Sime Darby Plantation Liberia (SDPL) Incorporated has dispelled media reports of an outbreak of diarrhea in the factory Camp area, Lofa Estate, Bomi County. Contrary to reports that "Diarrhea Outbreak Threatens Residents of Factory Camp" and "Diarrhea Outbreak Looms at Sime Darby," the company quotes Bomi County Health Officer, Dr. Rhoda Peters, as saying there is no outbreak of diarrhea in the plantations.
Dr. Peters said her office is not aware of any diarrhea outbreak; neither has her team received reports of a potential outbreak of such disease within the Factory Camp community, Sime Darby Plantation, Bomi County, according to SDPL. The Bomi County Health Officer added: "We would also like to reiterate that less than 1, 000 people live in the Factory Camp area, and not 4,500 as reported."
Sime Darby said it is equally concerned about the health situations of people living within its concession areas and thus, provides free health facilities for not just employees, but also members of surrounding towns and villages. The company disclosed that it has two equipped ambulances that collect sick persons from various camps and adjacent villages during emergency to a central health center or the nearest hospital. The release said to date, Sime Darby has constructed more than 57 hand pumps for communities within its current operational area, as a means of providing safe drinking water to community residents.
However, the Bomi County Chapter of the Liberian Red Cross says it is continuing intensive efforts to prevent further outbreak of diarrhea and running stomach in some of the vulnerable communities in Bomi.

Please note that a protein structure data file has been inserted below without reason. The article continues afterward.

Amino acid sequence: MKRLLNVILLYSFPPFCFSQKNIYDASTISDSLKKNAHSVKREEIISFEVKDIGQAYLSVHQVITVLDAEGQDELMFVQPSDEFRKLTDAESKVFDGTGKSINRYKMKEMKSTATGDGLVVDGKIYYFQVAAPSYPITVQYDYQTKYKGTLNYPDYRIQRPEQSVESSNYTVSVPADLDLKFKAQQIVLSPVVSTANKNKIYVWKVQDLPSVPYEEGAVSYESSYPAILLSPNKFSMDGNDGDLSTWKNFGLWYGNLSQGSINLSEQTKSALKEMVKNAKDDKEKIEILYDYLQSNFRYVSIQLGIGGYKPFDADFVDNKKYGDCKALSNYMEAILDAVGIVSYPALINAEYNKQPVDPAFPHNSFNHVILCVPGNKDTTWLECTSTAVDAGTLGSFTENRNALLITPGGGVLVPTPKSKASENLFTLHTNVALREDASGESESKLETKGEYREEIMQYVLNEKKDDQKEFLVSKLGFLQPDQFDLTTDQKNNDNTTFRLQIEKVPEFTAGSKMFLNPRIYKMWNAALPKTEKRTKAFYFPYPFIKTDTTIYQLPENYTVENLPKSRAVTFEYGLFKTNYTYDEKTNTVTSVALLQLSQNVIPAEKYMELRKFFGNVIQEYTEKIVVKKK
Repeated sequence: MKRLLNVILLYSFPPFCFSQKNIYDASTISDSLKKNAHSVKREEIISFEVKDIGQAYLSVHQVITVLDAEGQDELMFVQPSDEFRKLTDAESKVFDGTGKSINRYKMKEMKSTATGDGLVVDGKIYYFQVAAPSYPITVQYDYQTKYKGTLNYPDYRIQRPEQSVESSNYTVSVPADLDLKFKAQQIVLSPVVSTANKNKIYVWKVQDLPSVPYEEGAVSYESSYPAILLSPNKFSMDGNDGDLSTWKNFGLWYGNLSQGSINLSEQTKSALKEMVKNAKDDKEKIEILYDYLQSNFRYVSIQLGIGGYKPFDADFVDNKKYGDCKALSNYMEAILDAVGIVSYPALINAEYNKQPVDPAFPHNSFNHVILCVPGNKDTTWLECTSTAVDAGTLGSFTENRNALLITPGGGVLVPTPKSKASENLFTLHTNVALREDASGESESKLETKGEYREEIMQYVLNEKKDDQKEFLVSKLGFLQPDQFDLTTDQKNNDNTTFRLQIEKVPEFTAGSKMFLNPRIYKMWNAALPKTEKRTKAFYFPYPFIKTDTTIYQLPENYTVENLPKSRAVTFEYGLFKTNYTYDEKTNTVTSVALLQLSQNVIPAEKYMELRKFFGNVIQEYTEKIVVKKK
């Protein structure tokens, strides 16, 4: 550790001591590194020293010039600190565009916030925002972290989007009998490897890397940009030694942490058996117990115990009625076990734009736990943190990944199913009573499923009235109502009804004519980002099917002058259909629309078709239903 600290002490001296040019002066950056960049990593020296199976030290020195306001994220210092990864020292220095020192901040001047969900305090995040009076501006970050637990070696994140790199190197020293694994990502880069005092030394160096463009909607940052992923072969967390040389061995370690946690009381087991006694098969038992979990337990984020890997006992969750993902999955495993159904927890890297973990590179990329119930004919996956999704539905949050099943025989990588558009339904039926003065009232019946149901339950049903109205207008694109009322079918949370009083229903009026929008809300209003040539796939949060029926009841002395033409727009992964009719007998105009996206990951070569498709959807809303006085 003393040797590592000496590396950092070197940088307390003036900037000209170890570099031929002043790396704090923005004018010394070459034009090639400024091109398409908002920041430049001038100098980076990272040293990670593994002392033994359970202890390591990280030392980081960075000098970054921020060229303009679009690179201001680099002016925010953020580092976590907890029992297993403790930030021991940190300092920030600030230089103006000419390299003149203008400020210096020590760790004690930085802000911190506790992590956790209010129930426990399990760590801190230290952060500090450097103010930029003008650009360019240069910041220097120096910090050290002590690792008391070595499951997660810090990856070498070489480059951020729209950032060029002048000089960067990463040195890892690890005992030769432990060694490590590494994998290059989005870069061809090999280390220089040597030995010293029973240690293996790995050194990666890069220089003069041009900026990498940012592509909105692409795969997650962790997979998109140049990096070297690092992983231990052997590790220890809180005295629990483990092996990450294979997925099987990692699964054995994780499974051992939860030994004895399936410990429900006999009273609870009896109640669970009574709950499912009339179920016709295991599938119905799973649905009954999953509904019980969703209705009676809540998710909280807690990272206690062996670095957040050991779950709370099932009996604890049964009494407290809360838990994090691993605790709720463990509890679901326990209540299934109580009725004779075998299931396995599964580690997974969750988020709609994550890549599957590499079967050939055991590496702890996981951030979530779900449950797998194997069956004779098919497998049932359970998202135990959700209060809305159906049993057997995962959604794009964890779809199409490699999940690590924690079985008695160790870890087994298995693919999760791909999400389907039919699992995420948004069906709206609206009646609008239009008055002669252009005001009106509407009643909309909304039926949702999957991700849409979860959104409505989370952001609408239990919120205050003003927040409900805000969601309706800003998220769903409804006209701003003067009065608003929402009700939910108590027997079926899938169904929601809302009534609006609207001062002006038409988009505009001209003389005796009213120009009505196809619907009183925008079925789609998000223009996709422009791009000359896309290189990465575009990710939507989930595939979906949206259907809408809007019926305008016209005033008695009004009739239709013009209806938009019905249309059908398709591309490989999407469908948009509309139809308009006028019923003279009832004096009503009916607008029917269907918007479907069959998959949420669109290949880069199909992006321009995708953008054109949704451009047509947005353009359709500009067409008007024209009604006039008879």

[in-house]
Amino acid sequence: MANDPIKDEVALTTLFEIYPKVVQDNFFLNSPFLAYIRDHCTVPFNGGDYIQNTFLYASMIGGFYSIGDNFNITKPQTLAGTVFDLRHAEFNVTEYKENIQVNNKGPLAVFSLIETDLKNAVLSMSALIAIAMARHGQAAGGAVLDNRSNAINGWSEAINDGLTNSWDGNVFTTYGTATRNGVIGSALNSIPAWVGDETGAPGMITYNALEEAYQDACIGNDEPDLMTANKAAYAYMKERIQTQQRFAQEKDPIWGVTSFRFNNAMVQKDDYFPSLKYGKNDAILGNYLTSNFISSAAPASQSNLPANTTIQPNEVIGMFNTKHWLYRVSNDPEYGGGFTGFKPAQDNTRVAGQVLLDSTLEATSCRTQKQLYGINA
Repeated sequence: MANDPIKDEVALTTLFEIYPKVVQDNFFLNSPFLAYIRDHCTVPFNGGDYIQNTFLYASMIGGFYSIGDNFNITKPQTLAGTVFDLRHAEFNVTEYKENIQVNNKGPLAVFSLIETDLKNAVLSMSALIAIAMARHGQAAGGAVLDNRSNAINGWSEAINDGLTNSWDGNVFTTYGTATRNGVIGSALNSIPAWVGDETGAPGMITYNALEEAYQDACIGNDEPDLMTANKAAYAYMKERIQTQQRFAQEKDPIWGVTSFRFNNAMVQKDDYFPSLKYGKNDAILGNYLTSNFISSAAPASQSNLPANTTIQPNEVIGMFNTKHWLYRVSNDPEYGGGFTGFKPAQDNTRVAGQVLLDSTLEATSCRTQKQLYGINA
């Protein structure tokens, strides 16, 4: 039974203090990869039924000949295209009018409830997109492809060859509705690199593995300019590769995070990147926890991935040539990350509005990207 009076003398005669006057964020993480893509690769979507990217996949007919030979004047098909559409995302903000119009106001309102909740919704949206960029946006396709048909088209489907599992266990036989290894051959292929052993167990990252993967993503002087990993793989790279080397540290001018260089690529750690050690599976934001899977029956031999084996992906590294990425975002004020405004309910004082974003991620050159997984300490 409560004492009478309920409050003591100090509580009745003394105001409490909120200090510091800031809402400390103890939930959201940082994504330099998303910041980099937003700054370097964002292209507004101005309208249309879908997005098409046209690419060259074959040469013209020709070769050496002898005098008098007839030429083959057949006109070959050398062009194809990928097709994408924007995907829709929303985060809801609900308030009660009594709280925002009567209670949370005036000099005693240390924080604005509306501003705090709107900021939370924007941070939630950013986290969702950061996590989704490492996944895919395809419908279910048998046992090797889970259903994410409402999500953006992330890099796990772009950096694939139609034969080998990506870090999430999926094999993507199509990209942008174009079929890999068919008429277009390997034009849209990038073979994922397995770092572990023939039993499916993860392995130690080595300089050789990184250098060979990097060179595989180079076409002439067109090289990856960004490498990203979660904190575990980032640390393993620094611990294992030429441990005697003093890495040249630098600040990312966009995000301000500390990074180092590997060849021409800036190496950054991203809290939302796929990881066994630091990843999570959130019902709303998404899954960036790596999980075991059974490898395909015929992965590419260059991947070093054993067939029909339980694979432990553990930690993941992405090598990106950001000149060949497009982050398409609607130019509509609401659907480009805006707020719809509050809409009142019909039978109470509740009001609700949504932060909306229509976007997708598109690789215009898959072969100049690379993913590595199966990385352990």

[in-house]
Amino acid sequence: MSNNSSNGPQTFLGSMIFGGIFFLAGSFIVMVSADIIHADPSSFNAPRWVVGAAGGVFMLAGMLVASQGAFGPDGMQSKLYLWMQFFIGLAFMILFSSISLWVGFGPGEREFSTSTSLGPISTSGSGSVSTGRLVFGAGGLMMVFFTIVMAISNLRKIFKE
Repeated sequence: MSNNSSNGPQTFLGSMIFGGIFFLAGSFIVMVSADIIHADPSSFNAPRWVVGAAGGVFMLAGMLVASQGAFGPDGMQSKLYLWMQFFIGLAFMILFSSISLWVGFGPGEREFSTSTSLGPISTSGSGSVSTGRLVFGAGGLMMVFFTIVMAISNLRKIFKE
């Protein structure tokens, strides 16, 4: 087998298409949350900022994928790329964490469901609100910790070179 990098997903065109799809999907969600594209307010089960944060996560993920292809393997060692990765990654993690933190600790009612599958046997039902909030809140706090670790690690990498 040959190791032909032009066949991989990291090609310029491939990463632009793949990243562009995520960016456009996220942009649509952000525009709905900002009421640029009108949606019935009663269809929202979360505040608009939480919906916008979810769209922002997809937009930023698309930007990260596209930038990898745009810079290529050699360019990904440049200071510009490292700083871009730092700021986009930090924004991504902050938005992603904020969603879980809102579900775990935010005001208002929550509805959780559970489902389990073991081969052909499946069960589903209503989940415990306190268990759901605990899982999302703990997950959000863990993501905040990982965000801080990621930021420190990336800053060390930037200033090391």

It can be recalled that in December, the Red Cross carried out immediate distribution of water gourds and the chlorination of more than 50 wells following an outbreak of diarrhea in the county in which five of its project communities were affected badly.
A statement dated March 6 says as part of the latest effort to prevent any possible recurrence of diarrhea outbreak, the Red Cross has constructed and formerly dedicated pit latrines to two vulnerable communities, including Bogbeh and Gbadinkla in the Senjeh District of Bomi.
"We believe it was safe enough to help the communities construct the pit latrines to at least minimize the health threat in the environment", said Red Cross Bomi Field Officer Zinnah Quaye.
Speaking at the official dedication on Wednesday, the Red Cross Bomi field officer said the intervention was hugely based on the assessment report of opening defecations in the communities.
Quaye said the assessment also established that using the nearby bushes for toilet has, over the years, contaminated running water and polluted the air. He said the situation is most likely to cause people to suffer from running stomach, diarrhea and other health hazards in the communities.
According to him, the affected communities are still desperate and there is a need for more interventions to rehabilitating damaged wells and constructing additional ones as well as building more latrines to avoid any outbreak.
Describing diarrhea as a fast killer disease, the Red Cross field officer maintained that the issue of water and sanitation remains a huge challenge for the vulnerable communities. He stressed that the people are still drinking from running water and defecating openly around their own communities.
The Red Cross in Bomi is working in five communities, training and empowering community people on the repair of damaged wells and providing training on the management of water sources and latrine facilities as part of steps taken to promote community health care.
Commending the Red Cross, a man called Dean Elder Morris Abdullai joyfully remarked, "At least our children and us will now have somewhere to go to cease ourselves."